Upon receiving their invitation via email, they can click on the hyperlink and sign in to begin at their convenience. At any time they can stop the training program and begin again from that point. There are 15 required subjects they need to pass and over 25 additional resource folders. The entire training of the required fields takes approximately 120 minutes. Katie Schaller welcomes with verbal instructions on how to navigate the training program and what is expected of them. Next is a recorded PowerPoint listing the course description and learning objectives. Following is a two minute welcome video from Greg Boyce, our Chairman and CEO. New employees then watch a company video discussing the importance of energy and how Peabody plays a part in the global market. Steve Callahan, Vice President of Corporate and International Human Resources, delivers a presentation explaining how Francis Peabody started the company in 1883, a historic timeline, and maps showing where our offices and mines are located around the world. The presentations continue in areas such as inclusion and diversity, company credit card and out of pocket expense policies, security, information technology, talent management, total rewards, travel policies, community relations, and compliance training. Each area is presented by someone from the respective department. After completing each section, the new employee concludes with a quiz. Upon completion of the entire training, a confidential survey is sent to the participants. This is to gain feedback on how the program was received and any improvements or changes that should be considered.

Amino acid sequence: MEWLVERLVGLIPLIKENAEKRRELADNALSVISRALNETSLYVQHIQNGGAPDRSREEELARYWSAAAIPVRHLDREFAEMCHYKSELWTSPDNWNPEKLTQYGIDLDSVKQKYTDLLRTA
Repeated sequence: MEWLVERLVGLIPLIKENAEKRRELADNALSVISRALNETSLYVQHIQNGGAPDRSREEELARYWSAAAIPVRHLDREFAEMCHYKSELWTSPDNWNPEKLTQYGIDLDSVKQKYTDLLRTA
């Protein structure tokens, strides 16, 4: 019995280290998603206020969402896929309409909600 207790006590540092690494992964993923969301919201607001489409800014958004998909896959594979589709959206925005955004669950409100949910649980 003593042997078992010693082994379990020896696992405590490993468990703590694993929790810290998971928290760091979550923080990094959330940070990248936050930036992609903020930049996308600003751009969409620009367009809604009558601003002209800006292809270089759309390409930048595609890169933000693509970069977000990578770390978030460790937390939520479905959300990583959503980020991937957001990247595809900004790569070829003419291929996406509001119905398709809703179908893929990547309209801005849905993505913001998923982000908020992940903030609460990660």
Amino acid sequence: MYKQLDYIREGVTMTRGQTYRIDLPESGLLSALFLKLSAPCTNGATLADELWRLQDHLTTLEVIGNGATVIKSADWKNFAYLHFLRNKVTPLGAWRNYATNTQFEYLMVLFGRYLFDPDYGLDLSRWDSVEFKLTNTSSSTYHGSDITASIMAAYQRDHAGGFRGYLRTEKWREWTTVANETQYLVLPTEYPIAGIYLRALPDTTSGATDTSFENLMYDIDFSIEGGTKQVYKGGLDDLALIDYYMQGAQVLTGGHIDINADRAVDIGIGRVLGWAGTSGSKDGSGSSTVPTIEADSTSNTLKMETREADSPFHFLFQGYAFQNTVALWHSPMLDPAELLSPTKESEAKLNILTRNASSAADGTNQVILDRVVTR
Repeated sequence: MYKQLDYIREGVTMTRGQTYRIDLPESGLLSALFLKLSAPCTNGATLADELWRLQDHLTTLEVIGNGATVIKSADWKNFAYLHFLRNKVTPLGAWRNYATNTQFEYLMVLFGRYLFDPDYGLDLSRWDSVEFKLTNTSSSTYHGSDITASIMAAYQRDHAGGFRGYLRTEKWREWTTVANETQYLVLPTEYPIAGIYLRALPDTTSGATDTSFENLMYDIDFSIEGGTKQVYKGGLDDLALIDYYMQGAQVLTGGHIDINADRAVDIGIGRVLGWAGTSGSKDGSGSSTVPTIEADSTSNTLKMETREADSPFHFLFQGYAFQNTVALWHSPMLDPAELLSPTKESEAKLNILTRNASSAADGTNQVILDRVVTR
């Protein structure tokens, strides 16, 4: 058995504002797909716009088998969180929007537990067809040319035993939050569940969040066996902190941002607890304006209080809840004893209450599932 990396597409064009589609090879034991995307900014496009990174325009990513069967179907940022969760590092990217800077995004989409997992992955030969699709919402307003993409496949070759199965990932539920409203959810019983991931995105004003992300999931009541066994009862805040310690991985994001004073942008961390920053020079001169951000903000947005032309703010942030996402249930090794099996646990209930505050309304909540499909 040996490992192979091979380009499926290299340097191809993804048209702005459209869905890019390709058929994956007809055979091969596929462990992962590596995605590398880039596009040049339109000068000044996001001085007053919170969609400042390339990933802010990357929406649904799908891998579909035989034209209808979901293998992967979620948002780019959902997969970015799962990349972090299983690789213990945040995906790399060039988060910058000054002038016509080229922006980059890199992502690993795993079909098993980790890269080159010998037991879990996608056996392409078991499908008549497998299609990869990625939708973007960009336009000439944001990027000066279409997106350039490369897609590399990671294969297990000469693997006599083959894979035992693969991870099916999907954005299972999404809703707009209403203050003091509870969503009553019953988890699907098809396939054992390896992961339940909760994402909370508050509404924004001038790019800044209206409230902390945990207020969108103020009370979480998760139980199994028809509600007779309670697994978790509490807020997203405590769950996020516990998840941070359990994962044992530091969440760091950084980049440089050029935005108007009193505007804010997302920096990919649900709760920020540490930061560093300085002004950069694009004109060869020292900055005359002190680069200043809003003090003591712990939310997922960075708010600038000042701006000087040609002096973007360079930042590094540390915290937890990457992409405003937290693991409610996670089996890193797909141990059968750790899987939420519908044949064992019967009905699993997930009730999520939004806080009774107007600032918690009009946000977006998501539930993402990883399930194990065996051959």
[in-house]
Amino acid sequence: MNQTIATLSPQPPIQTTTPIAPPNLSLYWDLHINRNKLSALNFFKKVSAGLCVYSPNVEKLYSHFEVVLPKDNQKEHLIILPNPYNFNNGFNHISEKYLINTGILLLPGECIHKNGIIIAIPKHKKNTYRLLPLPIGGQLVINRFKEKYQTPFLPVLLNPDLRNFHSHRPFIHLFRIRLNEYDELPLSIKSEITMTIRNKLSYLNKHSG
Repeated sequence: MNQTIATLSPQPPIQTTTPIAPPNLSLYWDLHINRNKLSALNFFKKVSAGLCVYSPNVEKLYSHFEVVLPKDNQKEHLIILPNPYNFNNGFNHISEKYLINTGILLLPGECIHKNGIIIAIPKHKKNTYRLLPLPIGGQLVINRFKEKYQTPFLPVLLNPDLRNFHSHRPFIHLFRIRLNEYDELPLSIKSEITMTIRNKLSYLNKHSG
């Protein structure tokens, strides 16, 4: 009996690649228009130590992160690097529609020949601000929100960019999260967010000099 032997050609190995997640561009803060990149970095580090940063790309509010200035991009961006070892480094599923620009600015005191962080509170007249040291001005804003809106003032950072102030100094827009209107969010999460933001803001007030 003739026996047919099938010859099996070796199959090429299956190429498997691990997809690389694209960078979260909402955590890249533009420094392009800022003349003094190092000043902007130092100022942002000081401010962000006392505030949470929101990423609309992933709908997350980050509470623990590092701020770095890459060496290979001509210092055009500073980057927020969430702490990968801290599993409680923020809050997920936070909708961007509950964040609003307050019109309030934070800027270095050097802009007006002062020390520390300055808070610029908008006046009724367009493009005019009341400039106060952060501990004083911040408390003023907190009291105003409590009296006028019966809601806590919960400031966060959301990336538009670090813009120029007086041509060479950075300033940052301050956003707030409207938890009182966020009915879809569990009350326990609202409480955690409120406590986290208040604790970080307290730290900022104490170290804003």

The design of this training program considers several learning theories, all of which assist in the transfer of information. The main Learning Theory used for this program is the Need Theory. This theory is designed for those who need to know something (Noe, 2013). Anyone experiencing a deficiency in knowledge uses this. Because this targets new employees, they are a clean slate to absorb all the new information before them. They will feel a sense of satisfaction by completing this program. There are levels of satisfaction that have created some controversy between Alderfer and Maslow. Alderfer seems to believe that if the higher level needs of satisfaction is are not met, that employees refocus on lower level needs (Noe, 2013). Other theorists talk about achievement and standards of excellence (Noe, 2013). Reinforcement theory was actually used by the design team when they tailored the program to the results of the recent new hire surveys. They avoided certain topics and added more of what was truly needed. They used past outcomes to determine future results. The Adult learning theory, or andragogy, is another approach used because all of the new employees are, in fact, adults. There are definite attributes of adults that have an effect on how they interpret information. Adults need to understand why they are there, they need to be self-directed, and they have a problem-centered approach. Among other qualities, they bring great work experiences to the table. Most obviously, Information Processing theory was used to influence in the internal processes that happen when information is obtained (Noe, 2013). There is scientific evidence surrounding these concepts that prove how attention is affected, perceptions are created, and coding is utilized for best retention (Noe, 2013).